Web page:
License to Quill
1604: In this historical romp, William Shakespeare is not only a playwright but part of the Ordinance Office – a double O agent – which is operated for the benefit of His Majesty James I and VI and the safety of his kingdom by Thomas Walsingham (aka “W”), cousin to the late, great Sir Francis Walsingham, master spy. Walsingham’s assignment for Shakespeare: discover just what is planned by a Catholic zealot guy named “John Johnson” (aka Guido “Guy” Fawkes) and his cabal; go undercover, gain their trust. Just do not allow their plan – whatever it is – to succeed.
On the other side of Europe, Venice to be exact, a dead playwright wakes. Formerly known as Christopher Marlowe, playwright and spy, he has a dozen names, and breaks code as well as he pens a line of poetry. He is called home to England to assist Will to solve the Guy Fawkes problem. Shakespeare’s in deep with Fawkes’s crew, and Guy demands that Will pen a seditious play to be called “Macbeth” – and help blow up Parliament.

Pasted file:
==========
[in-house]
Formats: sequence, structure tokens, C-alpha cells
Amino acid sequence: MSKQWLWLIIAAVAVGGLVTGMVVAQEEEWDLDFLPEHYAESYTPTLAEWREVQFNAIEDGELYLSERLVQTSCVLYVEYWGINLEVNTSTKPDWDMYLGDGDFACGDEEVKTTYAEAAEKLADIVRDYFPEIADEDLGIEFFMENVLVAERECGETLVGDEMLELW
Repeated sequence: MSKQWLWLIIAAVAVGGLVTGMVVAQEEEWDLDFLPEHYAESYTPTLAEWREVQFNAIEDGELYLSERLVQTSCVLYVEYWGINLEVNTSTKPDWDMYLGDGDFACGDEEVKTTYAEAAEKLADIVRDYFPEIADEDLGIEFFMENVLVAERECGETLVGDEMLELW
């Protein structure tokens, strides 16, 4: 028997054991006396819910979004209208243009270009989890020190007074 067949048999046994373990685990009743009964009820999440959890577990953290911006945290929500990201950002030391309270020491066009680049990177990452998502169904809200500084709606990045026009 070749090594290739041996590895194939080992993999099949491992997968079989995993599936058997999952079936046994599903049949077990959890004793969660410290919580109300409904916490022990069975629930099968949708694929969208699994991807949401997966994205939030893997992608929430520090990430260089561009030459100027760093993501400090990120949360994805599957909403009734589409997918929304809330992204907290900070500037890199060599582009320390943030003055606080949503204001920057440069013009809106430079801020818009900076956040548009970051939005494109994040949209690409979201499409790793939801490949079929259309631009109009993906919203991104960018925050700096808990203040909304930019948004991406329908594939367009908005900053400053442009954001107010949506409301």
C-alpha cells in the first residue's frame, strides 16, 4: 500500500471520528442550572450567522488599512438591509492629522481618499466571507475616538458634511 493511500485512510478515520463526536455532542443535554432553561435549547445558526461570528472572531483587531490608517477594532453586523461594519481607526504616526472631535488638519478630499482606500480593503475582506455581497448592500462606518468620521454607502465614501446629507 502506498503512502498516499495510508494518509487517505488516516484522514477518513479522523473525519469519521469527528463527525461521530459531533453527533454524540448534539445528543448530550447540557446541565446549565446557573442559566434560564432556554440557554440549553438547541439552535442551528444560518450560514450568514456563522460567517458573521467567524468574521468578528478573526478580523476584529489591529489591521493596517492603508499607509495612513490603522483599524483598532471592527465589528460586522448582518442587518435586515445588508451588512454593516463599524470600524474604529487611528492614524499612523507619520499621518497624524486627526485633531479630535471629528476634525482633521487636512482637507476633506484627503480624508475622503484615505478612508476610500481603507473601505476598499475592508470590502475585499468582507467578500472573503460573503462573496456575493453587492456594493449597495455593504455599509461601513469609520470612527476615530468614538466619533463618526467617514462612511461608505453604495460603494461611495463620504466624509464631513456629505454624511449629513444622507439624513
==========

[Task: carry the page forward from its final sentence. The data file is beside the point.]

This is a wonderful, uproarious novel, with so much history that it makes your head spin with the cleverness of the dialog and plot. All the great names are here: Shakespeare’s Dark Lady, Francis Bacon, Pope Leo XI, Richard Burbage, Thomas Walsingham, Guy Fawkes and his incompetent crew, witches, Marlowe, Will, and a silver horse named Aston. This is a book no lover of Elizabethan/Jacobean history can afford to miss. Recommended most highly.